New housing supplies haven’t improved affordability

Boosting housing supply in NSW was supposed to bring prices back to more affordable levels. However, recent reports indicate this approach has not been as effective as expected.

Over the last few years, Sydney has undergone its most ambitious housing construction boom to date, with over 200,000 homes expected to be built between 2016 and 2021. This new supply was supposed to help meet demand in a city that has seen prices rise by 70% since 2012. Melbourne followed suit, with a similar housing construction boom after its house prices rose by 50%.

However, a NSW parliamentary inquiry into land release and housing supply found the massive residential construction projects have had a minimal impact on prices. The inquiry, held on Monday, coincided with the release of a new report from the Grattan Institute, which revealed that homeownership levels have tanked among young people, first-home buyers, and lower-income Aussies.

According to The Daily Telegraph, Shelter NSW principal policy officer Adam Farrar told the inquiry that the new housing supply wasn’t enough to improve affordability. “We’ve seen record delivery of housing in NSW ... but it hasn't [been] done in a way that’s made any impact on affordability,” he said.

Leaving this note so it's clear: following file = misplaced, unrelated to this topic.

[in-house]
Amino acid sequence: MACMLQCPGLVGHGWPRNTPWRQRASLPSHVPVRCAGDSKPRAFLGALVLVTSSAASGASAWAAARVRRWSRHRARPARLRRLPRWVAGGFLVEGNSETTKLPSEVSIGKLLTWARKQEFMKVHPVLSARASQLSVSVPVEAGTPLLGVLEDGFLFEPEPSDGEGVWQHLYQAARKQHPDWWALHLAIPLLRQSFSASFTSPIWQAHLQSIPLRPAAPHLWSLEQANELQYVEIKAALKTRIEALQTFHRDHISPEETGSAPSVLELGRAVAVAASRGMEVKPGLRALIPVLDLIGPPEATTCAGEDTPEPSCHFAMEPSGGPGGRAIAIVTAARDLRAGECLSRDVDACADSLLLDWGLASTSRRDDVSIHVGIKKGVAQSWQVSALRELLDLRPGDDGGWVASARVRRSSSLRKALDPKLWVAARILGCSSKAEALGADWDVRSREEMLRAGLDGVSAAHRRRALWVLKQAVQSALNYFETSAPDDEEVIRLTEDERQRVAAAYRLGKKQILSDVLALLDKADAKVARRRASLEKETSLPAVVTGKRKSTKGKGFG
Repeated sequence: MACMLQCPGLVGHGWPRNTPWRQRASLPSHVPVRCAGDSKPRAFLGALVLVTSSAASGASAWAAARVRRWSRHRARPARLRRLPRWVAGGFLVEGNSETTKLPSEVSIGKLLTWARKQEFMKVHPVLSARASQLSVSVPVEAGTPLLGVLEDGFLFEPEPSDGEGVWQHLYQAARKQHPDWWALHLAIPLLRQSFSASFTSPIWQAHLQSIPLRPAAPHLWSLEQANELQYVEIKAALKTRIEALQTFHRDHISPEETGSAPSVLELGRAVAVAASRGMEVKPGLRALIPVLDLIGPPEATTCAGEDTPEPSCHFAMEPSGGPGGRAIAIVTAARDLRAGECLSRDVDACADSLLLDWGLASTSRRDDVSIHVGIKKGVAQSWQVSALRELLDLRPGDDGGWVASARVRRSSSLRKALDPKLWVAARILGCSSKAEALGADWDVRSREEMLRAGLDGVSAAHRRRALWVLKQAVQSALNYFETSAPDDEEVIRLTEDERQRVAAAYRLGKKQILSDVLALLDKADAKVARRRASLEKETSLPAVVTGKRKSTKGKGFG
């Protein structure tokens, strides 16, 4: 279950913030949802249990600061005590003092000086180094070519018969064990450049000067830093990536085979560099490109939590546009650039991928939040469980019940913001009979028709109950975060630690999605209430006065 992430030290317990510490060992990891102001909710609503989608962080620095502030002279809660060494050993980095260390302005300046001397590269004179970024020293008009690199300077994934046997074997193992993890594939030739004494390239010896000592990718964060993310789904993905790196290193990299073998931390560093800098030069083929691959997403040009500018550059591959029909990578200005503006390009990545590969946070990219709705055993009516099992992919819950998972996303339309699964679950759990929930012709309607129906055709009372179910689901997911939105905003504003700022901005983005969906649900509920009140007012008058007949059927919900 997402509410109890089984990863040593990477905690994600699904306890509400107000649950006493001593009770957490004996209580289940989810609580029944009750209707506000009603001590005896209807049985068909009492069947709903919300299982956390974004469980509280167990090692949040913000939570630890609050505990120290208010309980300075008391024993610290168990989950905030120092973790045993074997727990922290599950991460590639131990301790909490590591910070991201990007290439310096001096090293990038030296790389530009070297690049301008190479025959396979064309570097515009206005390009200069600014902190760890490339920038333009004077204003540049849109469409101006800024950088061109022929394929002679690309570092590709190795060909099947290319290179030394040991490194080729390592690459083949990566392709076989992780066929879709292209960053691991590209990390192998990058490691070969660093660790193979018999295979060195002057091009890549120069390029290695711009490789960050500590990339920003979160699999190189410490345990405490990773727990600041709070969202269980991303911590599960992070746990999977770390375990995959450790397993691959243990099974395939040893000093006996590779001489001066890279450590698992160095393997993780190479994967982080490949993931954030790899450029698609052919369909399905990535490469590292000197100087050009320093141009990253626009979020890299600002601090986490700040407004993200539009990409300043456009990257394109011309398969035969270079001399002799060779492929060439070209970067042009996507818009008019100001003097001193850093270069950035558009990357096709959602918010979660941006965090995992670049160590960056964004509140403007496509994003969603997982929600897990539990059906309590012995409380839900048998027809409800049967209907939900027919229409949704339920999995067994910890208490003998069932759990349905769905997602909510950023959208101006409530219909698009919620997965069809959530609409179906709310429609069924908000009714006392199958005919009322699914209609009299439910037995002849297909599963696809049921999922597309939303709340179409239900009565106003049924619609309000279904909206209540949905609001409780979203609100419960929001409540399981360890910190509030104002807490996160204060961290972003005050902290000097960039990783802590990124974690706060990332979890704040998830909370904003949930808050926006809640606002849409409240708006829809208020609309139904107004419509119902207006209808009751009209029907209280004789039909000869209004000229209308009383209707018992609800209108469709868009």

Last week, CoreLogic’s latest Home Value Index showed that house prices in the Harbour City have fallen for the first time since 2012, dropping by 0.5% in the year to February.

Despite the slight softening, Sydney’s median house price is still $880,743.

The Grattan Institute’s new report heavily criticised the “neglectful” actions of past governments for taking easy options and contributing to today’s affordability crisis. It was particularly critical of the Howard government’s 1999 capital gains tax changes, which encouraged property investment and pushed up dwelling prices.